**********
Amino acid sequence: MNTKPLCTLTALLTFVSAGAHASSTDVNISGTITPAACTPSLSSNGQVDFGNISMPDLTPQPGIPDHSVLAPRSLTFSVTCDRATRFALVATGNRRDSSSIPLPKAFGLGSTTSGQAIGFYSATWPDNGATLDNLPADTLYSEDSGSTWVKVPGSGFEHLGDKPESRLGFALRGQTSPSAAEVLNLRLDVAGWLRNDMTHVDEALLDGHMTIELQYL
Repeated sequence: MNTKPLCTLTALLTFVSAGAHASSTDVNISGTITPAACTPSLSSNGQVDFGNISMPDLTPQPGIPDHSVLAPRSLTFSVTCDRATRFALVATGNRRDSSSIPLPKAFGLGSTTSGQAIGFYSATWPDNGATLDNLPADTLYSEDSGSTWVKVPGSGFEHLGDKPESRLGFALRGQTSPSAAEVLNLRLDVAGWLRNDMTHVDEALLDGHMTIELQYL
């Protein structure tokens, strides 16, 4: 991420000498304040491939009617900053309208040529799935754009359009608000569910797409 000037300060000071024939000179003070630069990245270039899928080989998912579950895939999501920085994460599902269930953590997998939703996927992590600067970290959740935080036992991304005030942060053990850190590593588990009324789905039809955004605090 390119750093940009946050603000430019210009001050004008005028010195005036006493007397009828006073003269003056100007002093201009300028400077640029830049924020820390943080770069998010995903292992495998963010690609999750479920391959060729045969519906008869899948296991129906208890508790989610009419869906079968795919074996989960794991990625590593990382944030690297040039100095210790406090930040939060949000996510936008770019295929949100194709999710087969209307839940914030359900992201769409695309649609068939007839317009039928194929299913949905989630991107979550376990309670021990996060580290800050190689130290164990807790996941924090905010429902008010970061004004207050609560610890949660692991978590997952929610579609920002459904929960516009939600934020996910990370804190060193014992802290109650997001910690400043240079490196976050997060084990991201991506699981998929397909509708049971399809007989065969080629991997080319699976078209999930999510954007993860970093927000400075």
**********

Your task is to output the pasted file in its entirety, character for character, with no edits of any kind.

Amino acid sequence: MNTKPLCTLTALLTFVSAGAHASSTDVNISGTITPAACTPSLSSNGQVDFGNISMPDLTPQPGIPDHSVLAPRSLTFSVTCDRATRFALVATGNRRDSSSIPLPKAFGLGSTTSGQAIGFYSATWPDNGATLDNLPADTLYSEDSGSTWVKVPGSGFEHLGDKPESRLGFALRGQTSPSAAEVLNLRLDVAGWLRNDMTHVDEALLDGHMTIELQYL
Repeated sequence: MNTKPLCTLTALLTFVSAGAHASSTDVNISGTITPAACTPSLSSNGQVDFGNISMPDLTPQPGIPDHSVLAPRSLTFSVTCDRATRFALVATGNRRDSSSIPLPKAFGLGSTTSGQAIGFYSATWPDNGATLDNLPADTLYSEDSGSTWVKVPGSGFEHLGDKPESRLGFALRGQTSPSAAEVLNLRLDVAGWLRNDMTHVDEALLDGHMTIELQYL
């Protein structure tokens, strides 16, 4: 991420000498304040491939009617900053309208040529799935754009359009608000569910797409 000037300060000071024939000179003070630069990245270039899928080989998912579950895939999501920085994460599902269930953590997998939703996927992590600067970290959740935080036992991304005030942060053990850190590593588990009324789905039809955004605090 390119750093940009946050603000430019210009001050004008005028010195005036006493007397009828006073003269003056100007002093201009300028400077640029830049924020820390943080770069998010995903292992495998963010690609999750479920391959060729045969519906008869899948296991129906208890508790989610009419869906079968795919074996989960794991990625590593990382944030690297040039100095210790406090930040939060949000996510936008770019295929949100194709999710087969209307839940914030359900992201769409695309649609068939007839317009039928194929299913949905989630991107979550376990309670021990996060580290800050190689130290164990807790996941924090905010429902008010970061004004207050609560610890949660692991978590997952929610579609920002459904929960516009939600934020996910990370804190060193014992802290109650997001910690400043240079490196976050997060084990991201991506699981998929397909509708049971399809007989065969080629991997080319699976078209999930999510954007993860970093927000400075």